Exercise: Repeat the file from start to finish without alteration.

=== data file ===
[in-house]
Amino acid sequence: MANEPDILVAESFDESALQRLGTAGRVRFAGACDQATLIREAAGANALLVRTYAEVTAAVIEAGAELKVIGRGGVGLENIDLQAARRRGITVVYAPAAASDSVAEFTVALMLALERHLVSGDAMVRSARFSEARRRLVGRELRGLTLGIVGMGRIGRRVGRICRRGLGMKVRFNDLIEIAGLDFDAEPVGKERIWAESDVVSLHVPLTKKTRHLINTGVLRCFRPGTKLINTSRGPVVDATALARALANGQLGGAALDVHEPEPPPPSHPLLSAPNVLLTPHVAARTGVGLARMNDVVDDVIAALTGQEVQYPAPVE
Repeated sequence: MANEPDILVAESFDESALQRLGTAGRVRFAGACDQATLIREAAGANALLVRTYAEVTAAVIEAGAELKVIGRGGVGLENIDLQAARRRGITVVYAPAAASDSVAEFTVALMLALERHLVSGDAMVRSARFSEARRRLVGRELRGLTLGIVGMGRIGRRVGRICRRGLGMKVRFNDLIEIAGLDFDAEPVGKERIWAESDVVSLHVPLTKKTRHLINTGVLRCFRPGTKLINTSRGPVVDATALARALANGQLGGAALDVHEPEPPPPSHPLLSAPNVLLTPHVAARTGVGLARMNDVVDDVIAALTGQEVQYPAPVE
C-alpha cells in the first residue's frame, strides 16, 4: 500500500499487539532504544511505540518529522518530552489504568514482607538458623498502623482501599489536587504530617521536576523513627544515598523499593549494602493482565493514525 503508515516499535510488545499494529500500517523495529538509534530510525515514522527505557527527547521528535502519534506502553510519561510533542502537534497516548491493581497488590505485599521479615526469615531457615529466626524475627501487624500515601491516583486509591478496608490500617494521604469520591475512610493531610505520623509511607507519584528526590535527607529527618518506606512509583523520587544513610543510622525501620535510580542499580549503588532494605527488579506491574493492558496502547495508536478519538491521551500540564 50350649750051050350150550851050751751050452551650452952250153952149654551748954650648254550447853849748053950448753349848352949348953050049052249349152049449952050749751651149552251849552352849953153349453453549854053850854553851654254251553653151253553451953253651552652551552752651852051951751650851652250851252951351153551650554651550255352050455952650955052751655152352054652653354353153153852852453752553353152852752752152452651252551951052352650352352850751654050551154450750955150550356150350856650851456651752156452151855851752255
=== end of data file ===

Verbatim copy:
[in-house]
Amino acid sequence: MANEPDILVAESFDESALQRLGTAGRVRFAGACDQATLIREAAGANALLVRTYAEVTAAVIEAGAELKVIGRGGVGLENIDLQAARRRGITVVYAPAAASDSVAEFTVALMLALERHLVSGDAMVRSARFSEARRRLVGRELRGLTLGIVGMGRIGRRVGRICRRGLGMKVRFNDLIEIAGLDFDAEPVGKERIWAESDVVSLHVPLTKKTRHLINTGVLRCFRPGTKLINTSRGPVVDATALARALANGQLGGAALDVHEPEPPPPSHPLLSAPNVLLTPHVAARTGVGLARMNDVVDDVIAALTGQEVQYPAPVE
Repeated sequence: MANEPDILVAESFDESALQRLGTAGRVRFAGACDQATLIREAAGANALLVRTYAEVTAAVIEAGAELKVIGRGGVGLENIDLQAARRRGITVVYAPAAASDSVAEFTVALMLALERHLVSGDAMVRSARFSEARRRLVGRELRGLTLGIVGMGRIGRRVGRICRRGLGMKVRFNDLIEIAGLDFDAEPVGKERIWAESDVVSLHVPLTKKTRHLINTGVLRCFRPGTKLINTSRGPVVDATALARALANGQLGGAALDVHEPEPPPPSHPLLSAPNVLLTPHVAARTGVGLARMNDVVDDVIAALTGQEVQYPAPVE
C-alpha cells in the first residue's frame, strides 16, 4: 500500500499487539532504544511505540518529522518530552489504568514482607538458623498502623482501599489536587504530617521536576523513627544515598523499593549494602493482565493514525 503508515516499535510488545499494529500500517523495529538509534530510525515514522527505557527527547521528535502519534506502553510519561510533542502537534497516548491493581497488590505485599521479615526469615531457615529466626524475627501487624500515601491516583486509591478496608490500617494521604469520591475512610493531610505520623509511607507519584528526590535527607529527618518506606512509583523520587544513610543510622525501620535510580542499580549503588532494605527488579506491574493492558496502547495508536478519538491521551500540564 50350649750051050350150550851050751751050452551650452952250153952149654551748954650648254550447853849748053950448753349848352949348953050049052249349152049449952050749751651149552251849552352849953153349453453549854053850854553851654254251553653151253553451953253651552652551552752651852051951751650851652250851252951351153551650554651550255352050455952650955052751655152352054652653354353153153852852453752553353152852752752152452651252551951052352650352352850751654050551154450750955150550356150350856650851456651752156452151855851752255